2012 Victoria Byelection

There's something very pleasing about a byelection in our Canadian system. No matter who we elect in Victoria on November 26 (tomorrow! get out and vote!), it won't affect the balance of power in that distant, magical land of Parliament. I say this not because I'm pleased about the current balance of power there, because unpleased barely scratches the surface of how I feel about the execrable policy direction of the Harper-Kenney-Baird Conservatives, but because it's nice not to have any reason whatsoever to vote strategically.

I'm voting for Don Galloway and the Greens, so let's get that out of the way. I don't think my thoughts about the election are biassed as a result, but you're free to assume they are, and I'm going to write this anyway.

First of all, we should be pleased with the variety of choices available. As an outsider, I still fail to grasp how the recent American election was anything but an Obama landslide, given the assorted idiocies uttered by so very many Republican candidates and their supporters, but even more startling was the idea that someone could be undecided. Such a stark choice, no? Whatever the issues, it's always only a two-horse race, and it should be easy to choose between a donkey and an elephant.

Admittedly, race in the US is a more complicated matter than I can appreciate clearly: nearly 60% of white voters supported Romney, much to my horror, and fully 88% of Romney's voters were white; 93% of black voters supported Obama, on the other hand, along with 71% of Latino voters and 73% of Asian voters. Baffling, all of it, so let's get back on track an remember that Victoria has six candidates, and only two are from the fringes. There are four legitimate choices, and that's something to enjoy.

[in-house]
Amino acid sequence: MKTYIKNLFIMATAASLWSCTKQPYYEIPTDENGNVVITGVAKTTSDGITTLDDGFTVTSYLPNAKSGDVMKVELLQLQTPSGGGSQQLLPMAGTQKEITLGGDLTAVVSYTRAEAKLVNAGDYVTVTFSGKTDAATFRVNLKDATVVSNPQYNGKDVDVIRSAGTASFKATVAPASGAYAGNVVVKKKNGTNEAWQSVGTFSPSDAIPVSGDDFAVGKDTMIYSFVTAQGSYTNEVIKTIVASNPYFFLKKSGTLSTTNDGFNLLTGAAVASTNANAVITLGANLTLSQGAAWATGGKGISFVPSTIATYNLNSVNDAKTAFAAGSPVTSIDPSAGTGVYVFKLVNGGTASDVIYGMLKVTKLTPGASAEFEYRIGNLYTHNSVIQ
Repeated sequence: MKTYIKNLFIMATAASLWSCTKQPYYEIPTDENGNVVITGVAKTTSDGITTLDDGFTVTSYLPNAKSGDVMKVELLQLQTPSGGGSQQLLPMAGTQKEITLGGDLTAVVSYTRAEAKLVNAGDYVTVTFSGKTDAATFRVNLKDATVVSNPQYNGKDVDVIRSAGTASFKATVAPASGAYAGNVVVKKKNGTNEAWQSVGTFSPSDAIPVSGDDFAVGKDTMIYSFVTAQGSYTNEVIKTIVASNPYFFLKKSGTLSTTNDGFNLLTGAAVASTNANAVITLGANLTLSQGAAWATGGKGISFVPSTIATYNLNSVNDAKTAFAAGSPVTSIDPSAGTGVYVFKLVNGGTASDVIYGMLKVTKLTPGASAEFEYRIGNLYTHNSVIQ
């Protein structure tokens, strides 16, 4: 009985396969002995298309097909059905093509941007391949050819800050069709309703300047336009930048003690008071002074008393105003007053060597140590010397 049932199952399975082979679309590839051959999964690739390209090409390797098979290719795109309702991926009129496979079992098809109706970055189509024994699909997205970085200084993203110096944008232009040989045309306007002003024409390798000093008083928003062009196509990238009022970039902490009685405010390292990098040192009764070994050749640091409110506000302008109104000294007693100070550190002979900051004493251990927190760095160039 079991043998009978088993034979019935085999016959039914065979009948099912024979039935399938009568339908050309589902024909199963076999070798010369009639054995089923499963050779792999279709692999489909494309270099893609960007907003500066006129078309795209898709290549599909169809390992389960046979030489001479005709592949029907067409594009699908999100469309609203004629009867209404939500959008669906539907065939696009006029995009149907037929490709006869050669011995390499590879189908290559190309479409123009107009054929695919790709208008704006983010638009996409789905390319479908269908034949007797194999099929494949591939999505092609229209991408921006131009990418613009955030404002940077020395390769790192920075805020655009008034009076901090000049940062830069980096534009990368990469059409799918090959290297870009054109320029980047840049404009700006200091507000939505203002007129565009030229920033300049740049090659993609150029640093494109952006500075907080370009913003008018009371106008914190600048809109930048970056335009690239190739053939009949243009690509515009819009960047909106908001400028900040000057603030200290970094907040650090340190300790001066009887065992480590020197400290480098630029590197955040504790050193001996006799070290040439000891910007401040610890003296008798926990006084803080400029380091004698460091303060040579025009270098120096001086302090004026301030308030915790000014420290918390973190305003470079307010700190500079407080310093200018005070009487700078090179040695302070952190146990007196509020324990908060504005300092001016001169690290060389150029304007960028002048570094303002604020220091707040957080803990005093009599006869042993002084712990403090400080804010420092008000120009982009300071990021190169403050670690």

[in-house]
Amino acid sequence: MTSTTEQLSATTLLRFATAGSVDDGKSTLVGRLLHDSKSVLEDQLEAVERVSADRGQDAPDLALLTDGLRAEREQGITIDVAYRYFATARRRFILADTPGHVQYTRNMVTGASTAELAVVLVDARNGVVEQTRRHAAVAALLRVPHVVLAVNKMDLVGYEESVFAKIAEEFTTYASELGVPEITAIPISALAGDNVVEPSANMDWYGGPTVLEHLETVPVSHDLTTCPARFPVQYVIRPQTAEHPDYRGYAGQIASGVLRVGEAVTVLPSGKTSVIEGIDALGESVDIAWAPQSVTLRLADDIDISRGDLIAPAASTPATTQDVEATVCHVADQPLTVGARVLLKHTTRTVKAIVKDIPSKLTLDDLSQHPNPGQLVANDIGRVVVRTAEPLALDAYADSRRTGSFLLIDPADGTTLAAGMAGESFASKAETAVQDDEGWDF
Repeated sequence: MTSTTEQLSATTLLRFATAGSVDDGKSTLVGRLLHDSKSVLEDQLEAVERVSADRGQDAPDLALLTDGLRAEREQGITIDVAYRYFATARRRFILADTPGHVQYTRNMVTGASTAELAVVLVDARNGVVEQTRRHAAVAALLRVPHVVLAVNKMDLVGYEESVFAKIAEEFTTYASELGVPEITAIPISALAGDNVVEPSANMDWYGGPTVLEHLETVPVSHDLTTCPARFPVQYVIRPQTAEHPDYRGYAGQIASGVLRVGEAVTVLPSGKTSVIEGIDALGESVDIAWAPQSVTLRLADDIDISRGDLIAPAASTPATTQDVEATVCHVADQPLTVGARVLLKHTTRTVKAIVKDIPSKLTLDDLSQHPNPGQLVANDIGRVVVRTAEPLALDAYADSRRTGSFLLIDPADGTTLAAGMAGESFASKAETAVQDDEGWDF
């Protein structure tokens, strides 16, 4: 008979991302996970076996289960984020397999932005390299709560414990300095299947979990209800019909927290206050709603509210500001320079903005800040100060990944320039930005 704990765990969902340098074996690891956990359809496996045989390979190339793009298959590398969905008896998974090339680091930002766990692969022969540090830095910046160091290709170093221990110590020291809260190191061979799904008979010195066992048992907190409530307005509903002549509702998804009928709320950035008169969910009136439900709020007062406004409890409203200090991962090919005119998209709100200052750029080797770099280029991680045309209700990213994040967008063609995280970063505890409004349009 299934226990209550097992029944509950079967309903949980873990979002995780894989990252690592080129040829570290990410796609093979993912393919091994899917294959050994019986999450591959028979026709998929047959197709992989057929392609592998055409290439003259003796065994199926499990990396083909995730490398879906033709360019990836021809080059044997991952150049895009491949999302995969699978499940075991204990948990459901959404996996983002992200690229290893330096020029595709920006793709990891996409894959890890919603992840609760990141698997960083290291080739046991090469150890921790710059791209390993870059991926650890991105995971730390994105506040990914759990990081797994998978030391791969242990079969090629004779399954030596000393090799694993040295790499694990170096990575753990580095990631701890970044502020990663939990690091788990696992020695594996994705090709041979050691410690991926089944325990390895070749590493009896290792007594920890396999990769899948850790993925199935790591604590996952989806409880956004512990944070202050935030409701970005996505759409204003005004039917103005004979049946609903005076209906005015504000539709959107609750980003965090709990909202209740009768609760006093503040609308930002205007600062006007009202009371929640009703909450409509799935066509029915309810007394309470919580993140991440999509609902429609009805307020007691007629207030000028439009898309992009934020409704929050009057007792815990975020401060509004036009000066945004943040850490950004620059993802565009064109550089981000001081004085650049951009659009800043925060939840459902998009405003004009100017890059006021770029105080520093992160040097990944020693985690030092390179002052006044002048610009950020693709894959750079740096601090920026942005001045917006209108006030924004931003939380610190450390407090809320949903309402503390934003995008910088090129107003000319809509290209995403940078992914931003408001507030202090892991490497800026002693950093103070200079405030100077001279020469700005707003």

Stephen Harper's underwear
Now, the presence of four legitimate candidates doesn't mean that it'll be close, because it won't. Around here, the Conservatives are less popular than the Natural Law Party, but somehow they're still in charge of the country. The punditocracy suggests a probable NDP win for Murray Rankin, with Don Galloway of the Green Party pushing fairly hard. The gap may be wider if Liberal voters vote Liberal rather than bending Green, the way they did in Saanich in the last federal election, but there's nothing safe in that assumption.

But you know what? I say we should all vote Green anyway. Even the Conservatives, since your candidate has been claiming he wouldn't necessarily follow the party line: utterly impossible under Stephen Harper, for one thing, and why would you vote for a Conservative who says he won't be entirely Conservative?

So forget for a minute your closely argued affiliations, your Jack Layton tattoo, and your Pierre Trudeau underwear.

No matter who Victoria elects, the Conservative majority will continue to behave as bombastically, boorishly, and amateurishly as they have since the last election, behaviour which was, you must admit, far worse even than the appalling level they'd plumbed in the years since their first minority government in 2006.

Sure, we could send another NDPer along to stand firmly with Tom Mulcair, or another Liberal to work with ... well, whoever the heck will turn out to be running that outfit after the dust settles.

But Is there any possible argument against screwing up the system a little bit? I mean, come on, it's the West Coast: it'd be a shame to miss such a great opportunity to tweak the Calgary Sun and the National Post. You know it's impossible to argue against; admit it, and take the only responsible action.

I'd be voting for Don Galloway and the Green Party anyway, but if I'd been planning to vote for anyone else, in this byelection I'd be going green anyway. Join me, won't you? You won't regret it, and Rick Mercer might even come to interview you personally.

In closing, watch this promotional video from the late, lamented Natural Law Party, and get set to vote on Monday, November 26. You're welcome.


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